Wheat and Leaven: “Of the various kinds of wheat which are imported at the present day into Rome, the lightest in weight are those which come from Gaul and Chersonnesus; for, upon weighing them, it will be found that they do not yield more than twenty pounds to the modius. The grain of Sardinia weighs half a pound more, and that of Alexandria one-third of a pound more than that of Sardinia; the Sicilian wheat is the same in weight as the Alexandrian. The Bœotian wheat, again, weighs a whole pound more than these last, and that of Africa a pound and three quarters. In Italy beyond the Padus, the spelt, to my knowledge, weighs twenty-five pounds to the modius, and, in the vicinity of Clusium, six-and-twenty. We find it a rule, universally established by Nature, that in every kind of commissariat bread that is made, the bread exceeds the weight of the grain by one-third; and in the same way it is generally considered that that is the best kind of wheat, which, in kneading, will absorb one congius of water. There are some kinds of wheat which give, when used by themselves, an additional weight equal to this; the Balearic wheat, for instance, which to a modius of grain yields thirty-five pounds weight of bread. Others, again, will only give this additional weight by being mixed with other kinds, the Cyprian wheat and the Alexandrian, for example; which, if used by themselves, will yield no more than twenty pounds to the modius. The wheat of Cyprus is swarthy, and produces a dark bread; for which reason it is generally mixed with the white wheat of Alexandria; the mixture yielding twenty-five pounds of bread to the modius of grain. The wheat of Thebais, in Egypt, æhen made into bread, yields twenty-six pounds to the modius. To knead the meal with sea-water, as is mostly done in the maritime districts, for the purpose of saving the salt, is extremely pernicious; there is nothing, in fact, that will more readily predispose the human body to disease. In Gaul and Spain, where they make a drink by steeping corn in the way that has been already described—they employ the foam which thickens upon the surface as a leaven: hence it is that the bread in those countries is lighter than that made else- where.” (Pliny the Elder, Historia Naturalis –Book XXVI-12);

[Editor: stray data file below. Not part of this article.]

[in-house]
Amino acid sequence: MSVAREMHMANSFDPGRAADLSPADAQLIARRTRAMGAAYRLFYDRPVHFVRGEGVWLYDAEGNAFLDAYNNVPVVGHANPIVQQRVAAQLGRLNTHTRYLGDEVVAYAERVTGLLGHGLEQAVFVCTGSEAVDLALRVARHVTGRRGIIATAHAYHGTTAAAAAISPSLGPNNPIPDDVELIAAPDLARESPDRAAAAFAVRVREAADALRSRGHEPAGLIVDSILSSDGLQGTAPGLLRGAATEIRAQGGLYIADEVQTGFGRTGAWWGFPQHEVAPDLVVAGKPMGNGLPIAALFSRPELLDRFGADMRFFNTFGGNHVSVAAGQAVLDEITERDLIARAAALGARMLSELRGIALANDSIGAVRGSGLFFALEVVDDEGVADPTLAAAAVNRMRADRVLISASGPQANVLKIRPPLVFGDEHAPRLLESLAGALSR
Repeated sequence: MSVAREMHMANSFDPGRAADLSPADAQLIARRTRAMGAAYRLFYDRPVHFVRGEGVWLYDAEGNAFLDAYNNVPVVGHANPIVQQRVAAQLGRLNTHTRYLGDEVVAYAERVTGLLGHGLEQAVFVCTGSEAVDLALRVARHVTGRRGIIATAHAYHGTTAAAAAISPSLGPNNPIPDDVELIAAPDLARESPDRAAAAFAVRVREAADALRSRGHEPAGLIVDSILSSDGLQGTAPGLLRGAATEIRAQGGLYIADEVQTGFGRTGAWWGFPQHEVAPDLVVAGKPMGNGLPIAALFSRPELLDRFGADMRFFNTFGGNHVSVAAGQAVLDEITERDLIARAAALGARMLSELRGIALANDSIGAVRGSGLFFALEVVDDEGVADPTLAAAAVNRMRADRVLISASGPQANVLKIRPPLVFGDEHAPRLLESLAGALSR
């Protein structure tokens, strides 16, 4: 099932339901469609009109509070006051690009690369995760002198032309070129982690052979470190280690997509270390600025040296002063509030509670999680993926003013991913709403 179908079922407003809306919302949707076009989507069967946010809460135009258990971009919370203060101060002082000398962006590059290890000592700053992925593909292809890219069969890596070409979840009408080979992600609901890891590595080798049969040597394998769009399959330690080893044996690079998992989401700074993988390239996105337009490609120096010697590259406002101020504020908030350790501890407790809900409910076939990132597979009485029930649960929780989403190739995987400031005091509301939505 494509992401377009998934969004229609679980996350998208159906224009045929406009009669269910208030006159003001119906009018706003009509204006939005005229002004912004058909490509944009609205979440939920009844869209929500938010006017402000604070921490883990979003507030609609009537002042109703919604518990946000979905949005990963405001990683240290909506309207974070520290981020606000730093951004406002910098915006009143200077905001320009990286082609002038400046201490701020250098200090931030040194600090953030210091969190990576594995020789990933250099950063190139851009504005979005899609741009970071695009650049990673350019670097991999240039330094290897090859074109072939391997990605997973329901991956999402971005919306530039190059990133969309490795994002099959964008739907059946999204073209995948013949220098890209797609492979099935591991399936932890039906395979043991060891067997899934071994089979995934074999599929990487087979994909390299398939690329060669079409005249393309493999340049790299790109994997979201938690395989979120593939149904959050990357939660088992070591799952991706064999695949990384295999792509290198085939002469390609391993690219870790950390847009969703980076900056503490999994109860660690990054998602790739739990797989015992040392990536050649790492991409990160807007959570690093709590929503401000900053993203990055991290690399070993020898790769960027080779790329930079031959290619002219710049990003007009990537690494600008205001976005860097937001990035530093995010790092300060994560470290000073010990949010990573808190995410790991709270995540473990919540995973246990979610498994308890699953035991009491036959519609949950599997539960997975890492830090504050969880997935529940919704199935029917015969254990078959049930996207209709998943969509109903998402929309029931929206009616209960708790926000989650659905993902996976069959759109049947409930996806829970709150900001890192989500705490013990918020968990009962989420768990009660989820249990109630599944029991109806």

Salt in Bread Dough: “At the present day, however, the leaven is prepared from the meal that is used for making the bread. For this purpose, some of the meal is kneaded before adding the salt, and is then boiled to the consistency of porridge, and left till it begins to turn sour. In most cases, however, they do not warm it at all, but only make use of a little of the dough that has been kept from the day before.” (Pliny the Elder, Historia Naturalis – Book XVIII-26(11)).